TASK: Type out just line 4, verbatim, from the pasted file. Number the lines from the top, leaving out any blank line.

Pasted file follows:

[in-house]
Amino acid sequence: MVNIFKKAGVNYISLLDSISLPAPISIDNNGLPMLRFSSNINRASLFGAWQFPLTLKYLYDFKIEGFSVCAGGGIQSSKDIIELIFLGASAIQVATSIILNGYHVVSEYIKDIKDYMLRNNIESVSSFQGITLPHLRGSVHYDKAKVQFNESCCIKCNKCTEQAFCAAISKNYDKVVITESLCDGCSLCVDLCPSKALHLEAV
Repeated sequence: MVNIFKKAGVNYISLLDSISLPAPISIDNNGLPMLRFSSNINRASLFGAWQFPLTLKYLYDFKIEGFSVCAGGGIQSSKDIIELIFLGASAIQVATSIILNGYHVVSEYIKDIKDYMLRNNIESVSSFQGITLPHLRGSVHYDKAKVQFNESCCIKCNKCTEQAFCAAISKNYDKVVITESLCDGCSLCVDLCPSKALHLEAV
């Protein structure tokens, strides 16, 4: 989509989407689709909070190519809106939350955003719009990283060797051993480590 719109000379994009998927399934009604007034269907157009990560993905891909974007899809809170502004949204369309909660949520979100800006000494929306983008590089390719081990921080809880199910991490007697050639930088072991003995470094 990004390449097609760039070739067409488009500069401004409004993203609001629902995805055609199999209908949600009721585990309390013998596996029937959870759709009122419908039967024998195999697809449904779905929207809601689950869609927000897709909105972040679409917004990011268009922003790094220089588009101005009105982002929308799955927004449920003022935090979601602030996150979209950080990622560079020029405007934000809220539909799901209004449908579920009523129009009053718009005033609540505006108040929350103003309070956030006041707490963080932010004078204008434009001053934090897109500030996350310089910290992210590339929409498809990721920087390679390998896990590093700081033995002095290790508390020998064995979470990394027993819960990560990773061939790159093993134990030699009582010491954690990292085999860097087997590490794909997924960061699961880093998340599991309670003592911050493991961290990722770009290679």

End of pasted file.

């Protein structure tokens, strides 16, 4: 989509989407689709909070190519809106939350955003719009990283060797051993480590 719109000379994009998927399934009604007034269907157009990560993905891909974007899809809170502004949204369309909660949520979100800006000494929306983008590089390719081990921080809880199910991490007697050639930088072991003995470094 990004390449097609760039070739067409488009500069401004409004993203609001629902995805055609199999209908949600009721585990309390013998596996029937959870759709009122419908039967024998195999697809449904779905929207809601689950869609927000897709909105972040679409917004990011268009922003790094220089588009101005009105982002929308799955927004449920003022935090979601602030996150979209950080990622560079020029405007934000809220539909799901209004449908579920009523129009009053718009005033609540505006108040929350103003309070956030006041707490963080932010004078204008434009001053934090897109500030996350310089910290992210590339929409498809990721920087390679390998896990590093700081033995002095290790508390020998064995979470990394027993819960990560990773061939790159093993134990030699009582010491954690990292085999860097087997590490794909997924960061699961880093998340599991309670003592911050493991961290990722770009290679």